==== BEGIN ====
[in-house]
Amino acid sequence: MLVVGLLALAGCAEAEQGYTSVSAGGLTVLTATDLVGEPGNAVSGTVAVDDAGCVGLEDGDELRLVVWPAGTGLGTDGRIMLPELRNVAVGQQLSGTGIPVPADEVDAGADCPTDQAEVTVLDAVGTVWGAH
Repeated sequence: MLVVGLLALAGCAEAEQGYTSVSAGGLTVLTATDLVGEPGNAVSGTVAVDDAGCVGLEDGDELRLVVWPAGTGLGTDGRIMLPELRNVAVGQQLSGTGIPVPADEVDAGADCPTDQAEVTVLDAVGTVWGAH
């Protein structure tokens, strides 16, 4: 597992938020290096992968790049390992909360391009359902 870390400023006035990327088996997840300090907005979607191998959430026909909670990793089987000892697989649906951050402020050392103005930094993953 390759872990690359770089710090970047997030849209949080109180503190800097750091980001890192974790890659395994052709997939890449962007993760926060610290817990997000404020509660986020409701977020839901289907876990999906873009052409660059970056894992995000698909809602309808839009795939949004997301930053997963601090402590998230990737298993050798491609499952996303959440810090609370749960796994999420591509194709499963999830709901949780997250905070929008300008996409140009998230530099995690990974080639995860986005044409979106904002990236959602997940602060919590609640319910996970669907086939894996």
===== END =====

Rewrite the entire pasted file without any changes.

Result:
[in-house]
Amino acid sequence: MLVVGLLALAGCAEAEQGYTSVSAGGLTVLTATDLVGEPGNAVSGTVAVDDAGCVGLEDGDELRLVVWPAGTGLGTDGRIMLPELRNVAVGQQLSGTGIPVPADEVDAGADCPTDQAEVTVLDAVGTVWGAH
Repeated sequence: MLVVGLLALAGCAEAEQGYTSVSAGGLTVLTATDLVGEPGNAVSGTVAVDDAGCVGLEDGDELRLVVWPAGTGLGTDGRIMLPELRNVAVGQQLSGTGIPVPADEVDAGADCPTDQAEVTVLDAVGTVWGAH
């Protein structure tokens, strides 16, 4: 597992938020290096992968790049390992909360391009359902 870390400023006035990327088996997840300090907005979607191998959430026909909670990793089987000892697989649906951050402020050392103005930094993953 390759872990690359770089710090970047997030849209949080109180503190800097750091980001890192974790890659395994052709997939890449962007993760926060610290817990997000404020509660986020409701977020839901289907876990999906873009052409660059970056894992995000698909809602309808839009795939949004997301930053997963601090402590998230990737298993050798491609499952996303959440810090609370749960796994999420591509194709499963999830709901949780997250905070929008300008996409140009998230530099995690990974080639995860986005044409979106904002990236959602997940602060919590609640319910996970669907086939894996």